Natoli Engineering Donates to University Research Program

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The company has made an equipment donation to Purdue University's continuous manufacturing research program.

On Feb. 7, 2018, Natoli Engineering, a manufacturer of tablet compression equipment, announced the donation of a NP-400 tablet press to Purdue University’s continuous manufacturing research program.

The tablet press will operate at the university’s Center for Particulate Products and Processes, which allows students to study, design, and manufacture pharmaceutical tablets and other particulate products at an industrial scale. The new tablet will replace an older Natoli tablet press model that was part of the center’s continuous tablet manufacturing pilot plant located on the university campus in West Lafayette, IN.

“Continuous manufacturing is an important focus for us,” said Gintaras Reklaitis, the Burton and Kathryn Gedge distinguished professor of chemical engineering, in a press statement. “Much of our work goes into developing and implementing best practices for continuous manufacturing, and through this work advancing the regulatory science that is important for the industry and [FDA]. Partnering with a company like Natoli is helping us to do just that.”

Along with the tablet press, the company’s donation includes operating software and three sets of tooling. The tablet press can make up to 180,000 tablets per hour, according to the company.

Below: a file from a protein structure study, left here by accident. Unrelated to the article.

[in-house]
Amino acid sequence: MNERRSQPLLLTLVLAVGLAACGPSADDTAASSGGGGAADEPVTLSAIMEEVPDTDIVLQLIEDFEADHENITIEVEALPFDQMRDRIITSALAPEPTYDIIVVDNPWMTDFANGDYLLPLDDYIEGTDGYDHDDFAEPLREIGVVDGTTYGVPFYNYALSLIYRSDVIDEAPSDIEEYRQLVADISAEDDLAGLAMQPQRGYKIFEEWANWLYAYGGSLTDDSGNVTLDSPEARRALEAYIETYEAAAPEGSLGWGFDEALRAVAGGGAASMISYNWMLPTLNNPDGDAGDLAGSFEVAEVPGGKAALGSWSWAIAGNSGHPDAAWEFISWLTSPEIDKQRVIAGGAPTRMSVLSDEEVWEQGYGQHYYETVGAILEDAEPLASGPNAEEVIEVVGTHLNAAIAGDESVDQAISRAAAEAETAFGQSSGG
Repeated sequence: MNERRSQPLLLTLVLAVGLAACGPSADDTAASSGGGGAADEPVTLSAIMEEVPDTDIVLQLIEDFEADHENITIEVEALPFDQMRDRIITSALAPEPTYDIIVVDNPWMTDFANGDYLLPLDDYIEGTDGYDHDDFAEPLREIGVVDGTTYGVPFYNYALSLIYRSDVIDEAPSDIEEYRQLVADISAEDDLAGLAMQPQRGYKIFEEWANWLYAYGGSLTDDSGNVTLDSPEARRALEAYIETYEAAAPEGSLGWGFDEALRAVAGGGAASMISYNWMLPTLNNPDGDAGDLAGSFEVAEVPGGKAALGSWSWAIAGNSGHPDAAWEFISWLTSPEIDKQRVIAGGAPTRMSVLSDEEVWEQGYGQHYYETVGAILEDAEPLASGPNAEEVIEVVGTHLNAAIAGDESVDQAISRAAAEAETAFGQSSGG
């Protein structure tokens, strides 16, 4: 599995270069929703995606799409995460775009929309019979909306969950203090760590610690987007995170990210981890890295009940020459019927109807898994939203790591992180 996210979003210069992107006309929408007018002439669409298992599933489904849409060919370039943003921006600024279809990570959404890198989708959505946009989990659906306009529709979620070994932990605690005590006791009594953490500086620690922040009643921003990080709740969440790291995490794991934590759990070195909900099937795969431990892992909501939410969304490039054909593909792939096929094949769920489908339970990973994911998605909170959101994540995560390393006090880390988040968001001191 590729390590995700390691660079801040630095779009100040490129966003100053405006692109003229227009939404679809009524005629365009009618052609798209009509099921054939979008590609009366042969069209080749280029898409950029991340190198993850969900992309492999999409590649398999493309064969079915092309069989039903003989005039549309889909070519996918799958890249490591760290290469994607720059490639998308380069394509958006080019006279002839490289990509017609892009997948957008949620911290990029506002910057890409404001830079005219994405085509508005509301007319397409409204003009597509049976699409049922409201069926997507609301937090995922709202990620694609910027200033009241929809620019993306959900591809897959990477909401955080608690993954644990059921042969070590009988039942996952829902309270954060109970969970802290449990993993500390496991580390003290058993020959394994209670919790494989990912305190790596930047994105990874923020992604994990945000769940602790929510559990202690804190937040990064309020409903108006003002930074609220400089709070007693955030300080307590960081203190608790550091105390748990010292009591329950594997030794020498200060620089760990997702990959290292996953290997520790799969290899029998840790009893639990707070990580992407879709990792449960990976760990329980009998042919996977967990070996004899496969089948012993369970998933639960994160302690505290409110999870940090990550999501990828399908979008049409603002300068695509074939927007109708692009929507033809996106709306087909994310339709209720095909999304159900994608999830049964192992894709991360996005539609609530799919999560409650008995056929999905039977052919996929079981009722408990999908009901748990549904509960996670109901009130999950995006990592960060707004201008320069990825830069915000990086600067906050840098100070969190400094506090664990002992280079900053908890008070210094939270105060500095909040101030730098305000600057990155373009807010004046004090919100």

“This gift will be a huge benefit to our students,” said Marcial Gonzalez, assistant professor of mechanical engineering at Purdue, in the statment. “It’s one thing to study processes in a classroom or do experiments at a workbench. But at Purdue, our students get the hands-on experience of working in an integrated continuous manufacturing pilot plant with state-of-the-art online sensors for monitoring and process control, as well as unit operations, such as powder feeders, blenders, roller compactors, granulators, extruders, and now a top-of-the-line tablet press.”

“We are excited to see how the students and researchers at Purdue University will use this gift to establish industry best practices and propel advancements in continuous manufacturing,” said Dale Natoli, president of Natoli Engineering, in the release. “As a member of the Center for Structured Organic Particulate Systems, which allows universities and industry leaders to work together to improve how pharmaceuticals are manufactured, Purdue is the ideal university with which to collaborate.”

Source: Natoli Engineering